Eoghan Mullholland awarded colorectal cancer fellowship

As part of UK Pride month, we are spotlighting the work of cancer researcher and University LGBTQ+ Representative Dr Eoghan Mulholland

Artificial intelligence tool for streamlining pathology workflow

Nearly 50,000 cases of prostate cancer are diagnosed each year in the UK. During the diagnostic process, men with suspected prostate cancer undergo a biopsy, which is analysed by pathology services. There are over 60,000 prostate biopsies performed in the UK annually, which represents a high workload for pathology teams. With increasing demand and a shortage of pathologists, tools that could help streamline this workflow would provide significant pathologist time savings and accelerate diagnoses.

To confidently diagnose prostate cancer, pathologists need to identify a number of tissue architecture and cellular cues. All biopsies are stained with Hematoxylin & Eosin (H&E), which allows the pathologist to study the size and shape (morphology) of the cells and tissue. However, in 25-50% cases, H&E staining alone does not provide sufficient evidence for a diagnosis, requiring the additional process of immunohistochemistry (IHC) to study other cellular features.

One bottleneck in the current pathology workflow is the requirement for a pathologist to review the H&E-stained biopsies to determine which require IHC. To address this need, pathologists Dr Richard Colling, Dr Lisa Browning and Professor Clare Verrill (Nuffield Department of Surgical Sciences and Oxford University Hospitals NHS Foundation Trust) teamed up with biomedical image analysts Andrea Chatrian, Professor Jens Rittscher and colleagues (Institute of Biomedical Engineering, Big Data Institute and Ludwig Oxford) to take a multidisciplinary approach.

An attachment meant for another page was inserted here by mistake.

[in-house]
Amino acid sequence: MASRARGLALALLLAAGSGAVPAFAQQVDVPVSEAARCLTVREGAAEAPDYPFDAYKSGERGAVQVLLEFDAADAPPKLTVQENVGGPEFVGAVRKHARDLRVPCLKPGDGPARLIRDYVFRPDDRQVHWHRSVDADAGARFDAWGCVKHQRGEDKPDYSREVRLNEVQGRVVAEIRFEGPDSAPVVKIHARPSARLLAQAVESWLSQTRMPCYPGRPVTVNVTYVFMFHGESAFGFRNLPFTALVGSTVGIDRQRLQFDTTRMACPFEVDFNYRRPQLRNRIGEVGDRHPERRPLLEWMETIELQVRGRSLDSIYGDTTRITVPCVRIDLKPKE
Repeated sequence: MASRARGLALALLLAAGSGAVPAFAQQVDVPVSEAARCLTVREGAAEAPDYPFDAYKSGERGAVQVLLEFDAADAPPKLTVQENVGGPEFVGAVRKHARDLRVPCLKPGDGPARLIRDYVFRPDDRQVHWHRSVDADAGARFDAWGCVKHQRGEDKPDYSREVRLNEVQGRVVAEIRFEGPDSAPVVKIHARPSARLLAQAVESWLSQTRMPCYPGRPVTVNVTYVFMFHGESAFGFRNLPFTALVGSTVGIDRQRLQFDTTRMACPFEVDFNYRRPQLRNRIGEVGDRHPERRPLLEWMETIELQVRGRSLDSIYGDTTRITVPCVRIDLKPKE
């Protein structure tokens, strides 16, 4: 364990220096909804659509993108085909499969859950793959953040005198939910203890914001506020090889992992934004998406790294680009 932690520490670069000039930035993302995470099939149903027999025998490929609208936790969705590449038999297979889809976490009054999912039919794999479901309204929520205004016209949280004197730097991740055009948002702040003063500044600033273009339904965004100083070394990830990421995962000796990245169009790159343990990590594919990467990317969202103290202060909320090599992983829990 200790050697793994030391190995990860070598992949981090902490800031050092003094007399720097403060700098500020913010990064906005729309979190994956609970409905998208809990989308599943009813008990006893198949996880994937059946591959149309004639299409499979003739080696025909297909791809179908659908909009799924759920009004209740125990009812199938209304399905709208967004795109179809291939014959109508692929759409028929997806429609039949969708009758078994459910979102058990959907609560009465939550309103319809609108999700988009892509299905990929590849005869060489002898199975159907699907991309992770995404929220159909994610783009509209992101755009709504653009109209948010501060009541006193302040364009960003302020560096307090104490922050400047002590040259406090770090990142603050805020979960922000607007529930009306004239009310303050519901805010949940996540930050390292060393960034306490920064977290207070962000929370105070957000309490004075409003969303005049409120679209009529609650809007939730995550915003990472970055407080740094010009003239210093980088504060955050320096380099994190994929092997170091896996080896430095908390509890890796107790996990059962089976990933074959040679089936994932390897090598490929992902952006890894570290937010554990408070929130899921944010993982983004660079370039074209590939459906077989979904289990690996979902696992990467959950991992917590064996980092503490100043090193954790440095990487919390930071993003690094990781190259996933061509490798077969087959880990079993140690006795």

In their paper in the journal Modern Pathology, the team used prostate biopsies annotated by pathologists at Oxford University Hospitals to train an artificial intelligence (AI) tool to detect tissue regions with ambiguous morphology and decide which cases needed IHC. The tool agreed with the pathologist’s review in 81% of cases on average. By enabling automated request of IHC based on the AI tool results, the pathologist would only need to review the case once all necessary staining had been carried out. This workflow improvement is estimated to save on average 11 minutes of pathologist time for each case, which scales up to 165 pathologist hours for 1000 prostate biopsies needing IHC.

“The NHS spends £27 million on locum and private services to make up for the shortfall in pathology service provision. By using this AI tool to triage prostate biopsies for IHC, pathologists would spend less time reviewing these cases, which would not only lead to financial savings but it would also accelerate prostate cancer diagnoses to inform patients and treating clinicians earlier.” – Professor Clare Verrill, Nuffield Department of Surgical Sciences and Oxford University Hospitals NHS Foundation Trust.